This is the e-mail that I received from my six year old’s teacher this afternoon… I’m actually livid at the moment, so if my response to her doesn’t say enough, I apologize. But only half-heartedly. Because I stand fully behind what I said.
Hello Denelle, October 7th, 2014
I wanted to discuss with you how Braeden is doing and some areas of concern that I have this year. It would be helpful for me to discuss this with you in person but I realize you are very busy too.
Braeden is a very sweet boy and has the ability to do very well in school! Most days he seems very tired and will just lay his head on his desk:( He also likes to play with things and many times is in his own little world. Sometimes it difficult to bring him out of that world.
Now that we have been in school for awhile and I have had the opportunity to get to know Braeden a little better, it seems as though he has a difficult time looking at me when I am teaching, and he has a need to play with things when it is listening time. He is very easily distracted and in the last couple of weeks he has cut his hair and his stuffed animal that he brought to school today. Can you help me understand, so I can find ways to help Braeden at school. We both want the best for him and I haven’t found anything that motivates him. This too is an area where I need your help. I want to work together with you so that Braeden has an awesome year in first grade.
I’m also concerned with the number of sight words he can read. Right now he knows 22 out of 60 words that we have had so far. Is there someone that can work with him each night on these words? Once he learns to read, no one can take that away from him.
Thank you for any insight so that we can help Braeden enjoy school and do well.
Your partner in education,
[Insert teacher name here]
While I appreciate her pre-programmed and seemingly scripted e-mail to help soothe anxious parents, what she neglected to mention is that she took that stuffed animal and threw it away, as well as taking away his scissors. I’m technically fine with taking away both, but my response explains the rest:
I’m not sure why Braeden seems to have such a hard time with his sight words at school. He practices them at home and misses only a handful of 60 at worst. As far as focus, it isn’t the first time the issue has come up for us as two of his older brothers have ADHD (one of whom lives in the same household). I’m hesitant to say that’s what he has or if he is just emulating his big brother’s behavior, because when they are apart from one another at home, he is a completely different person. However, he is around children who can be easily swayed into hyperactivity (as most 6 year olds can with/without an instigator) and that is probably part of the problem if he is seated near anyone he feels he can amuse or entertain or “impress.” His 10 year old brother was the same way. He can be somewhat self-conscious and shy at times because of it, but I’m sure that it leads to episodes of acting out and “over-acting” to compensate. A very valid reason I will not start him on medication just yet.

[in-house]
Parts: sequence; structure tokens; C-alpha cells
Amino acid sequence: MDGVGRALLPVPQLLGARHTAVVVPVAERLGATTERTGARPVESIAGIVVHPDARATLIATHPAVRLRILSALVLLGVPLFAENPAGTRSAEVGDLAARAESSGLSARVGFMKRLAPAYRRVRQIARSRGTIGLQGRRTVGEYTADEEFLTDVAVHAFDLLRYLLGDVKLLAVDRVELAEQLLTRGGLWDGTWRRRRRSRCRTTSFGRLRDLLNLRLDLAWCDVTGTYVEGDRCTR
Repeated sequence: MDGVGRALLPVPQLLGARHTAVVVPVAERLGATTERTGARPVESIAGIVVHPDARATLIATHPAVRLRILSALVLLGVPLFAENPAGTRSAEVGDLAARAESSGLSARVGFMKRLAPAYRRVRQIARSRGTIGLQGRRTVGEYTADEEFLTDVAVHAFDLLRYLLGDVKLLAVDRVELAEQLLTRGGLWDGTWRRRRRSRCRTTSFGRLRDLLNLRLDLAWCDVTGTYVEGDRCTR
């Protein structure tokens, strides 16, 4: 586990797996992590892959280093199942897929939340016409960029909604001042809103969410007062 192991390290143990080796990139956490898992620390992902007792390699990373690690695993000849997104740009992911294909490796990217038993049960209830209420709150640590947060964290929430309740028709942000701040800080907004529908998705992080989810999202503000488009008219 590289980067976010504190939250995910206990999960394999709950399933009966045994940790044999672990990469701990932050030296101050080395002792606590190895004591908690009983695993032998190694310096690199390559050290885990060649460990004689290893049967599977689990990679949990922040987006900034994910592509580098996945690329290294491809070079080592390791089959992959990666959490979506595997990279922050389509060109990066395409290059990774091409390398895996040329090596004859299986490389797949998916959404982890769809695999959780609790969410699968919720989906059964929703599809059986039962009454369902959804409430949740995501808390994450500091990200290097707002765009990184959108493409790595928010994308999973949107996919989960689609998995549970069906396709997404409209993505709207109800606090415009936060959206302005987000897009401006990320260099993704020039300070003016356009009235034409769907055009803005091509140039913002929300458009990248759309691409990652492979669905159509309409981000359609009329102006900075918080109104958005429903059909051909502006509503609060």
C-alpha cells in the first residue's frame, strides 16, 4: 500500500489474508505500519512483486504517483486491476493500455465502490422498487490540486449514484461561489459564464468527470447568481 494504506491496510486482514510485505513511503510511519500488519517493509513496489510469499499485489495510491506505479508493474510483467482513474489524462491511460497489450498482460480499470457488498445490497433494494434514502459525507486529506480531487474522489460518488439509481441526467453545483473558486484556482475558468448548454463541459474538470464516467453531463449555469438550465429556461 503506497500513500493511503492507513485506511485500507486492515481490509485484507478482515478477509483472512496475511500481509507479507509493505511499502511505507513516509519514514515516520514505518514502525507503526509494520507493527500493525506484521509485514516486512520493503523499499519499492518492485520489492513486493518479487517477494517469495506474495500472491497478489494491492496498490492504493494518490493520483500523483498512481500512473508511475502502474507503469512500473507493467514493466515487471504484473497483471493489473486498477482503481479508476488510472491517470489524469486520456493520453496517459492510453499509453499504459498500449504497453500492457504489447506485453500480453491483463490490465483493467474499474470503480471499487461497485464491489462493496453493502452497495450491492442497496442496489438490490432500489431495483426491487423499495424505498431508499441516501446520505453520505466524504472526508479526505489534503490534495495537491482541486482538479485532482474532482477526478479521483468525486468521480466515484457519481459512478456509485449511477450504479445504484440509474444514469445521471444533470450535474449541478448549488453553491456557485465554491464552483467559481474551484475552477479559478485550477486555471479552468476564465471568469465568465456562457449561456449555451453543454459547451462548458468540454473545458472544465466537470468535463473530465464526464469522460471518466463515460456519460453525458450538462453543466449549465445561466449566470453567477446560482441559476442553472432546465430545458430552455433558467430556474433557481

That being said, I’ve read the episodes about the scissors on all occasions they have come home. He has been talked to quite sternly on all occasions. “Don’t cut your hair. Don’t act like you’re going to cut other people.”, etc., and grounded from video games. Today, however, has me quite upset and I’m surprised that I can actually type this up as calmly as I am and in logical terms, albeit somewhat dry and “medical,” if you will.
My problem is this:
Braeden has explained to us the extent of the damage that he did to this stuffed animal, which was not actually his, but something that his 4 year old brother allowed him to take to school because Braeden was told he was allowed to one day this week and that, being his favorite game and a favorite character, is what he chose to bring. He has impulse-control issues; I understand that. So do many (most) children. He also has issues remembering things he was admonished not to do prior because his mind is constantly going 100mph and, again, his desire to make people laugh, even inappropriately, takes over. Again, so do many (most) children. If not, most parents would not feel like a broken record player, even though most kids these days have no idea what the saying even means when we say it.
What I’m getting to is this: he informed us that the damage he did was a minor snip wherein no damage was truly done. If that is not, indeed, the case, and you can show me otherwise that it was unable to be salvaged with a needle and thread, then I can understand a first instinct to toss it into a garbage can. However, the correct response is to package it in one of the plethora of gallon Ziploc bags that are provided at the start of the school year and return it to the parents so that the parents can decide what to do with the aftermath. It is not your place to throw out anyone’s personal property other than your own and it is our place, as his parents, to decide if he should have it back.
I feel that you owe my son an apology, if not a search through the trash for his brother’s belongings, as I also feel that he owes you an apology for disrupting the classroom. However, he’s 6. I’m certain he isn’t the only one at that age to do so since I just had 15 of his friends in my home for his and his brother’s birthday party this weekend.
Disrupting is part of the territory and part of learning what is and what is not acceptable in class.
Learning that it’s ok for someone to disrespect your property while telling you to respect theirs is not something I think he should be learning.
First post in 2 years… and it took a first grade teacher to bring it.